I have been trapping armyworms in the Delta since 2016 (Figure 2), in collaboration with fellow farm advisor, Luis Espino. The traps catch true armyworm moths. They were deployed on three ranches and monitored weekly. In 2022, we recovered the highest moth counts since 2017, and the peak flight occurred about one week earlier than in 2017. This is important information for management because, based on the armyworm life cycle, we know that peak worm populations occur approximately two weeks after peak moth flight. In other words, growers can make informed decisions based on the monitoring data and adapt their management to the field conditions. Trap monitoring is one part of an integrated pest management program for armyworms, which also includes scouting for feeding damage and the worms themselves. Over the years, I have observed armyworms in riparian and wetland vegetation that neighbor rice fields, so it is important to scout those areas, too. More information about Delta armyworm trapping is available on my website (https://ucanr.edu/sites/deltacrops/Rice/Armyworms/).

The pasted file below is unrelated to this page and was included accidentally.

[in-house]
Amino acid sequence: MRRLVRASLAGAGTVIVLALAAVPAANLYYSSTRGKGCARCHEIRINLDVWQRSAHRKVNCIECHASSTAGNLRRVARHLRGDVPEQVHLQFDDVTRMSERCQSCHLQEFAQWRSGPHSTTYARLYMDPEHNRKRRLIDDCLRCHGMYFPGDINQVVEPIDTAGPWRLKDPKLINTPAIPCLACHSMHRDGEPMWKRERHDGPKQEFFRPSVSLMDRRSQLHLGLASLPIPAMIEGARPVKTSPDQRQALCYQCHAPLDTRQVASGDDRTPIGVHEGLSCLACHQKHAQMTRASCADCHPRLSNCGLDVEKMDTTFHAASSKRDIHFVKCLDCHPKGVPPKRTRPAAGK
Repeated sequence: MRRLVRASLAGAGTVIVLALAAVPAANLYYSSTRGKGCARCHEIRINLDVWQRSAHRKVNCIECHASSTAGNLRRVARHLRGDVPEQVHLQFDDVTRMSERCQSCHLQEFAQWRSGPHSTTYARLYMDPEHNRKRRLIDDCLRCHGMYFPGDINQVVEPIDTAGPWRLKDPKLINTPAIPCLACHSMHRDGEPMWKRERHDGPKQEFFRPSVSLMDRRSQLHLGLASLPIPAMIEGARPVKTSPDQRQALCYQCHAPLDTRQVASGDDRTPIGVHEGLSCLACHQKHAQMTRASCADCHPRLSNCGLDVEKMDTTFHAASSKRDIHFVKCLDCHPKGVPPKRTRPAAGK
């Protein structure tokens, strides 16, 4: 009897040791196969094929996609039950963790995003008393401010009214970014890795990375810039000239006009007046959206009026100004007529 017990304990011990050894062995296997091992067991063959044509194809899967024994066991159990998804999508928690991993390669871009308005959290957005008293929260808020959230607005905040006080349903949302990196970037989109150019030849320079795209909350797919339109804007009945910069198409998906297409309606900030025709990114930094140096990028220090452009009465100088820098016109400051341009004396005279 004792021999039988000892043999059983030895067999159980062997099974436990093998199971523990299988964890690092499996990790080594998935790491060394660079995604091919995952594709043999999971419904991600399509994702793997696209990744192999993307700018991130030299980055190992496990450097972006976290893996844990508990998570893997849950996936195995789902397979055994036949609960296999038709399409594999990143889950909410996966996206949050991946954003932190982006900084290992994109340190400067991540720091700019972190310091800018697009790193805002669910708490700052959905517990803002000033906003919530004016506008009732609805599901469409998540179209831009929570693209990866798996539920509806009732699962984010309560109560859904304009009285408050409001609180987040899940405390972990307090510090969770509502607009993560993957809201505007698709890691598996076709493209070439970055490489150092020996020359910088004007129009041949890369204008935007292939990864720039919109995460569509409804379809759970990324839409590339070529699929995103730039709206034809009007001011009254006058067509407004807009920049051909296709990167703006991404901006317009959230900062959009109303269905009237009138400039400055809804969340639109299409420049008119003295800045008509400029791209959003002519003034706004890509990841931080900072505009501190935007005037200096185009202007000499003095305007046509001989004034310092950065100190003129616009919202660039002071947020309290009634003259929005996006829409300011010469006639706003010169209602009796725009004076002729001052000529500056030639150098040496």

I observed a couple important diseases this year – stem rot and rice blast. In recent years, we have observed stem rot on certain ranches at harvest. As fields were getting drained, the plants turned brown instead of golden, and grains hadn't filled (Figure 3). We developed post-harvest straw management programs that included burying the residue to try to break down the fungal inoculum. This year, we noticed the problem in some locations early enough to make treatment decisions. We walked the fields at late-tillering and early-heading and found black lesions on the stems at the water line (Figure 4). We submitted samples to UC Plant Pathology Extension Specialist, Cassandra Swett, and confirmed stem rot. Treatment timing is critical for managing stem rot, and treatment at early-heading has been observed to be most effective. There is a tendency for stem rot to be more severe on low potassium soils, and many Delta soils are naturally low in potassium. A potassium fertility program may help mitigate disease severity, but management should include a multi-pronged approach that also includes post-harvest straw management and possibly fungicide applications. Currently, there is no varietal resistance to the disease. The rice blast that was confirmed was in one field. We observed lesions below the panicle (“neck blast”) that caused blanking. Blast spores can move by air, are favored by warm, wet conditions, and can be exacerbated by excess nitrogen. Fungicides are registered and are most effective at early-heading. For more information on both of these diseases, see the fact sheets written by Luis Espino (https://rice.ucanr.edu/FactSheets/Rice/), or give me a call.